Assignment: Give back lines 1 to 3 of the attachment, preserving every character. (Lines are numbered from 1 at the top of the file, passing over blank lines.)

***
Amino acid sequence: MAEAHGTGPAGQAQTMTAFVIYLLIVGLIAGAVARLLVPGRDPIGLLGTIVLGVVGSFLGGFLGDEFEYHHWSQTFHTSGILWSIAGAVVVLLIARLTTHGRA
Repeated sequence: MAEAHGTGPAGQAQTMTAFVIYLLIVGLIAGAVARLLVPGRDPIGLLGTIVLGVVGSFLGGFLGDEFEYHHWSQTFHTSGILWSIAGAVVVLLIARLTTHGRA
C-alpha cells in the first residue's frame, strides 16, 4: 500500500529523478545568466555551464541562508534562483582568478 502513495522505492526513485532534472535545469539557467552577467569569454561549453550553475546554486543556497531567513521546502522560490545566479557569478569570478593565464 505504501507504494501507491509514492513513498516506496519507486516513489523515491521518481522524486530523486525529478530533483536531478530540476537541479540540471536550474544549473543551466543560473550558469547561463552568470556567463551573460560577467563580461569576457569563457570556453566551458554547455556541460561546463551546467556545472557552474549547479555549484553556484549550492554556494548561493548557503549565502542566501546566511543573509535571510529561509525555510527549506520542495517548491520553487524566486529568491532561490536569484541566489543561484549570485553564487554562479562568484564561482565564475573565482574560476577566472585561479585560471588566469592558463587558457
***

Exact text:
Amino acid sequence: MAEAHGTGPAGQAQTMTAFVIYLLIVGLIAGAVARLLVPGRDPIGLLGTIVLGVVGSFLGGFLGDEFEYHHWSQTFHTSGILWSIAGAVVVLLIARLTTHGRA
Repeated sequence: MAEAHGTGPAGQAQTMTAFVIYLLIVGLIAGAVARLLVPGRDPIGLLGTIVLGVVGSFLGGFLGDEFEYHHWSQTFHTSGILWSIAGAVVVLLIARLTTHGRA
C-alpha cells in the first residue's frame, strides 16, 4: 500500500529523478545568466555551464541562508534562483582568478 502513495522505492526513485532534472535545469539557467552577467569569454561549453550553475546554486543556497531567513521546502522560490545566479557569478569570478593565464 505504501507504494501507491509514492513513498516506496519507486516513489523515491521518481522524486530523486525529478530533483536531478530540476537541479540540471536550474544549473543551466543560473550558469547561463552568470556567463551573460560577467563580461569576457569563457570556453566551458554547455556541460561546463551546467556545472557552474549547479555549484553556484549550492554556494548561493548557503549565502542566501546566511543573509535571510529561509525555510527549506520542495517548491520553487524566486529568491532561490536569484541566489543561484549570485553564487554562479562568484564561482565564475573565482574560476577566472585561479585560471588566469592558463587558457